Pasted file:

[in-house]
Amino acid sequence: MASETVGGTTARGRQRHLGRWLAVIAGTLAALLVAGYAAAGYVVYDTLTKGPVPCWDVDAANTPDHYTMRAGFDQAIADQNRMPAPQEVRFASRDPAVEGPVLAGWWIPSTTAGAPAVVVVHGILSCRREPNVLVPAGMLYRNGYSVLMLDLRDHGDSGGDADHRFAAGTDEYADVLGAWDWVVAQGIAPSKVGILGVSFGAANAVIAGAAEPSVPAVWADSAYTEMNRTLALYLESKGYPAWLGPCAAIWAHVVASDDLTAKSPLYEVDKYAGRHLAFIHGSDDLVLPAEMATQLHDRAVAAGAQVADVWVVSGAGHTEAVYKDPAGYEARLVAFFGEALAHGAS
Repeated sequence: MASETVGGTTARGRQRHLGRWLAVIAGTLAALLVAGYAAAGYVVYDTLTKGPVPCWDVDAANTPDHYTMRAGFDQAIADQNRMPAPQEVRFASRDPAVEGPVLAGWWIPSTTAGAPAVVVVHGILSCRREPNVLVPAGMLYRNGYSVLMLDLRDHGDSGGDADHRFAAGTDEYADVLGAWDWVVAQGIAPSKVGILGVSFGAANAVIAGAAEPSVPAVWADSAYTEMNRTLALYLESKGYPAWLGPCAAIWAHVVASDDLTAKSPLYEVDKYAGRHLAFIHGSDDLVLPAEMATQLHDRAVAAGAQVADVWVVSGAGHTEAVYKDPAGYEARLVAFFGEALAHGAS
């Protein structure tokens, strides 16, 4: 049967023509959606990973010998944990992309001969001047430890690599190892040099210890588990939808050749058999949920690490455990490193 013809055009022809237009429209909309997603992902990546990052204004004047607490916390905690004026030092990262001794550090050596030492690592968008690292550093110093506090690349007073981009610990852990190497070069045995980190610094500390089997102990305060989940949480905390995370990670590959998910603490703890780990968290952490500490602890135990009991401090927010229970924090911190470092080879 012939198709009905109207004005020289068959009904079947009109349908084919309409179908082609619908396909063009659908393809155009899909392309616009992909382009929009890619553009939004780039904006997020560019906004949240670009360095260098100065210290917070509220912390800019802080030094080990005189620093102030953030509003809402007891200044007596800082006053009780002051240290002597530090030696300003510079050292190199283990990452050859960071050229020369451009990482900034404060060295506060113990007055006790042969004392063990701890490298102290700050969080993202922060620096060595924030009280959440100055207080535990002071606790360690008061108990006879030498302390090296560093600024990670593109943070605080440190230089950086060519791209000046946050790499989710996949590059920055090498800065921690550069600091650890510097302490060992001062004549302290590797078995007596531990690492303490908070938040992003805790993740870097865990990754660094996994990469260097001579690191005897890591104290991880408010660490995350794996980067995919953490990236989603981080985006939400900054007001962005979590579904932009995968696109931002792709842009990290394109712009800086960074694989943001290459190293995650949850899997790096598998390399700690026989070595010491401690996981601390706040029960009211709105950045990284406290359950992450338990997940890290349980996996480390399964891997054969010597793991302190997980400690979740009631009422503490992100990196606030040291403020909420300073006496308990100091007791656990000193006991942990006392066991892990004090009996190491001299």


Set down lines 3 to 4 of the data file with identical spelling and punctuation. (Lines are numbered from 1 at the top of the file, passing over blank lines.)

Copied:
Repeated sequence: MASETVGGTTARGRQRHLGRWLAVIAGTLAALLVAGYAAAGYVVYDTLTKGPVPCWDVDAANTPDHYTMRAGFDQAIADQNRMPAPQEVRFASRDPAVEGPVLAGWWIPSTTAGAPAVVVVHGILSCRREPNVLVPAGMLYRNGYSVLMLDLRDHGDSGGDADHRFAAGTDEYADVLGAWDWVVAQGIAPSKVGILGVSFGAANAVIAGAAEPSVPAVWADSAYTEMNRTLALYLESKGYPAWLGPCAAIWAHVVASDDLTAKSPLYEVDKYAGRHLAFIHGSDDLVLPAEMATQLHDRAVAAGAQVADVWVVSGAGHTEAVYKDPAGYEARLVAFFGEALAHGAS
């Protein structure tokens, strides 16, 4: 049967023509959606990973010998944990992309001969001047430890690599190892040099210890588990939808050749058999949920690490455990490193 013809055009022809237009429209909309997603992902990546990052204004004047607490916390905690004026030092990262001794550090050596030492690592968008690292550093110093506090690349007073981009610990852990190497070069045995980190610094500390089997102990305060989940949480905390995370990670590959998910603490703890780990968290952490500490602890135990009991401090927010229970924090911190470092080879 012939198709009905109207004005020289068959009904079947009109349908084919309409179908082609619908396909063009659908393809155009899909392309616009992909382009929009890619553009939004780039904006997020560019906004949240670009360095260098100065210290917070509220912390800019802080030094080990005189620093102030953030509003809402007891200044007596800082006053009780002051240290002597530090030696300003510079050292190199283990990452050859960071050229020369451009990482900034404060060295506060113990007055006790042969004392063990701890490298102290700050969080993202922060620096060595924030009280959440100055207080535990002071606790360690008061108990006879030498302390090296560093600024990670593109943070605080440190230089950086060519791209000046946050790499989710996949590059920055090498800065921690550069600091650890510097302490060992001062004549302290590797078995007596531990690492303490908070938040992003805790993740870097865990990754660094996994990469260097001579690191005897890591104290991880408010660490995350794996980067995919953490990236989603981080985006939400900054007001962005979590579904932009995968696109931002792709842009990290394109712009800086960074694989943001290459190293995650949850899997790096598998390399700690026989070595010491401690996981601390706040029960009211709105950045990284406290359950992450338990997940890290349980996996480390399964891997054969010597793991302190997980400690979740009631009422503490992100990196606030040291403020909420300073006496308990100091007791656990000193006991942990006392066991892990004090009996190491001299």